Fairness Through Computationally-Bounded Awareness

We study the problem of fair classification within the versatile framework of Dwork et al. [6], which assumes the existence of a metric that measures similarity between pairs of individuals. Unlike earlier work, we do not assume that the entire metric is known to the learning algorithm; instead, the learner can query this arbitrary metric a bounded number of times. We propose a new notion of fairness called metric multifairness and show how to achieve this notion in our setting. Metric multifairness is parameterized by a similarity metric d on pairs of individuals to classify and a rich collection C of (possibly overlapping) “comparison sets“ over pairs of individuals. At a high level, metric multifairness guarantees that similar subpopulations are treated similarly, as long as these subpopulations are identified within the class C.

Post-processing for Individual Fairness

Post-processing in algorithmic fairness is a versatile approach for correcting bias in ML systems that are already used in production. The main appeal of postprocessing is that it avoids expensive retraining. In this work, we propose general post-processing algorithms for individual fairness (IF). We consider a setting where the learner only has access to the predictions of the original model and a similarity graph between individuals guiding the desired fairness constraints. We cast the IF post-processing problem as a graph smoothing problem corresponding to graph Laplacian regularization that preserves the desired “treat similar individuals similarly” interpretation. Our theoretical results demonstrate the connection of the new objective function to a local relaxation of the original individual fairness. Empirically, our post-processing algorithms correct individual biases in large-scale NLP models such as BERT, while preserving accuracy.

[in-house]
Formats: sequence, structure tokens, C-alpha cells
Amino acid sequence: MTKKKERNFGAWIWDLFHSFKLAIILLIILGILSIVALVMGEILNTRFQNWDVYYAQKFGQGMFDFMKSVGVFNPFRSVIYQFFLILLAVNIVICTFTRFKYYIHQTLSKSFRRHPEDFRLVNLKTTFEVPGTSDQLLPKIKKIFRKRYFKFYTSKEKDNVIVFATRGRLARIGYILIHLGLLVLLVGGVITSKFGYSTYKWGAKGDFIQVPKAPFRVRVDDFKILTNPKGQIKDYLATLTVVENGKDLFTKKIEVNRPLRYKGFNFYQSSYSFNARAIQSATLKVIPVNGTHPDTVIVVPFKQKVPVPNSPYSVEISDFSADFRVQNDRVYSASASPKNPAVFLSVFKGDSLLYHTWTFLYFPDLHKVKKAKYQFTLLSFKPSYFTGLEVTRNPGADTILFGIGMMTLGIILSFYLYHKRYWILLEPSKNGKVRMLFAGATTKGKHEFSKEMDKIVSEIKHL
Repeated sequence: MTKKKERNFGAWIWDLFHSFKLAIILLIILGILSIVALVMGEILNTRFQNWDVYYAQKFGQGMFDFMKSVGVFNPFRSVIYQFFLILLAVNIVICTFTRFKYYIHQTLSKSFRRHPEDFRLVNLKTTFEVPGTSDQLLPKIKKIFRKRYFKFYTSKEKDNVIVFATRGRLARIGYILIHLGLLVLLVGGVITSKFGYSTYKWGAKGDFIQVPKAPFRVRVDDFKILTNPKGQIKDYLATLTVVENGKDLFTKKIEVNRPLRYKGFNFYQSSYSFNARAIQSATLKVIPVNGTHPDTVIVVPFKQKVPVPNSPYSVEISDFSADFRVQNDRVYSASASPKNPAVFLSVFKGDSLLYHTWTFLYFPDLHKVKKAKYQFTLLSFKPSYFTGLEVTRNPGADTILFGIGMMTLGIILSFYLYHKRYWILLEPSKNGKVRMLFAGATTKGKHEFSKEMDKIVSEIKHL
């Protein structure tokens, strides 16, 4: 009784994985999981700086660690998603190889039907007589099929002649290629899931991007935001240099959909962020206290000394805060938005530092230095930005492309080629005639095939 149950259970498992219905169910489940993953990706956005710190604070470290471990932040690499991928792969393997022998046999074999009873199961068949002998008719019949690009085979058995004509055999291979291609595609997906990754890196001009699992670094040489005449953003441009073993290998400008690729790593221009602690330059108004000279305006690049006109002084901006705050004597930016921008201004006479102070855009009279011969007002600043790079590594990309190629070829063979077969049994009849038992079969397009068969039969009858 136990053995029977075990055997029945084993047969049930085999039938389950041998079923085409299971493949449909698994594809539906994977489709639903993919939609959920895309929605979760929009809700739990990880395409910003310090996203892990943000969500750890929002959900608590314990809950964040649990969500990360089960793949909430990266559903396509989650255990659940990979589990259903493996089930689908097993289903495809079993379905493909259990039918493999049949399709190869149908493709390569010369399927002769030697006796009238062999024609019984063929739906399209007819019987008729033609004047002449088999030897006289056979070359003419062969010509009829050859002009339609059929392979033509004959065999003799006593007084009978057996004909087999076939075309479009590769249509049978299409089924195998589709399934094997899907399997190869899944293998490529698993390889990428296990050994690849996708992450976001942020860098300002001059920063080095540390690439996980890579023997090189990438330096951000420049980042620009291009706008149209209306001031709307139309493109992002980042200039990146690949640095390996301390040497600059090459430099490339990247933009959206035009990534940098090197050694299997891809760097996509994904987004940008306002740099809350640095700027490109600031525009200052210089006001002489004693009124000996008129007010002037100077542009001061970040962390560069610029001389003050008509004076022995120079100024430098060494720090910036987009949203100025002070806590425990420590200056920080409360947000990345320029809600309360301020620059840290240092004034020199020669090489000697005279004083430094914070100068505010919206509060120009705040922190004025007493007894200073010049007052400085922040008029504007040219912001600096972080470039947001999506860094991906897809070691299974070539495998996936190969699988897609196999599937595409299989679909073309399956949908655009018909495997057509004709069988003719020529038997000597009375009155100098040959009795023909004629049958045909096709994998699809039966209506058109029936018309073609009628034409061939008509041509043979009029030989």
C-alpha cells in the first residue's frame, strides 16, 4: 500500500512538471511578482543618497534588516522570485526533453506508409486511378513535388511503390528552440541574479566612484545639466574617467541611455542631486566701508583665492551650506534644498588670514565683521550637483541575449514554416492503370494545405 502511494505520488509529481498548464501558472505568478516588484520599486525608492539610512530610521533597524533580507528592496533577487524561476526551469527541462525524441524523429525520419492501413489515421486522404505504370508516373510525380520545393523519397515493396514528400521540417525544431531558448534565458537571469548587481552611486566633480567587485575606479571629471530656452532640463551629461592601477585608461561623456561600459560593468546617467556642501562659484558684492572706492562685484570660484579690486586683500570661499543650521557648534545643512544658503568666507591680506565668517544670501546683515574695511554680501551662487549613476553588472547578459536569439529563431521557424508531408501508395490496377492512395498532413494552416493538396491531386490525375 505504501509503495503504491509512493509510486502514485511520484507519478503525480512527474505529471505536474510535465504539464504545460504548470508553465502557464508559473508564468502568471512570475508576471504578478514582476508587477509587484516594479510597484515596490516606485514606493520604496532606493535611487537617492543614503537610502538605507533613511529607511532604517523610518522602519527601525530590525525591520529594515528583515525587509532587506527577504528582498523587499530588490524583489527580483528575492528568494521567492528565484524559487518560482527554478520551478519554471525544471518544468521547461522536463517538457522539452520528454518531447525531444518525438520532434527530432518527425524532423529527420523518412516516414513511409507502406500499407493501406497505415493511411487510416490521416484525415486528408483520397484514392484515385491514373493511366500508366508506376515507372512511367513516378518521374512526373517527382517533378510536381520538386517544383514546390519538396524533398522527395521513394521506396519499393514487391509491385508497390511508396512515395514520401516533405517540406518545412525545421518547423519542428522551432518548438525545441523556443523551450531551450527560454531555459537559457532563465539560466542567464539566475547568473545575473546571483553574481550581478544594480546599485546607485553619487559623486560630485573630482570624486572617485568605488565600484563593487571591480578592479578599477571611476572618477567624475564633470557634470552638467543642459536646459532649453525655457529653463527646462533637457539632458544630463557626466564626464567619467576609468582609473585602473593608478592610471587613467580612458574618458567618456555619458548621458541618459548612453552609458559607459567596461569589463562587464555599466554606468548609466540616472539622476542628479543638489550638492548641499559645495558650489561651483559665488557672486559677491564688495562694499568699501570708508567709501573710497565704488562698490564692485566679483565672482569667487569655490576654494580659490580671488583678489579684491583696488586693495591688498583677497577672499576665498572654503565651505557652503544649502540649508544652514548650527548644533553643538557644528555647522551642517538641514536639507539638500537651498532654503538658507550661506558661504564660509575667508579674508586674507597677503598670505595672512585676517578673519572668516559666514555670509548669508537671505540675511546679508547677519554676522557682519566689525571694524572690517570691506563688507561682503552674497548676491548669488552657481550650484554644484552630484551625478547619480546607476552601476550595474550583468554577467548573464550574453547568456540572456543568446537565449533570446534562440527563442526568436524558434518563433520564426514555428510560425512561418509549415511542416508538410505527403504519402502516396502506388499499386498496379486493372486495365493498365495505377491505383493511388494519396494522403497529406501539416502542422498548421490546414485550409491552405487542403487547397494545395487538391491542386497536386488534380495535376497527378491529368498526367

On Fairness and Calibration

The machine learning community has become increasingly concerned with the potential for bias and discrimination in predictive models. This has motivated a growing line of work on what it means for a classification procedure to be “fair.” In this paper, we investigate the tension between minimizing error disparity across different population groups while maintaining calibrated probability estimates. We show that calibration is compatible only with a single error constraint (i.e. equal false-negatives rates across groups), and show that any algorithm that satisfies this relaxation is no better than randomizing a percentage of predictions for an existing classifier. These unsettling findings, which extend and generalize existing results, are empirically confirmed on several datasets.

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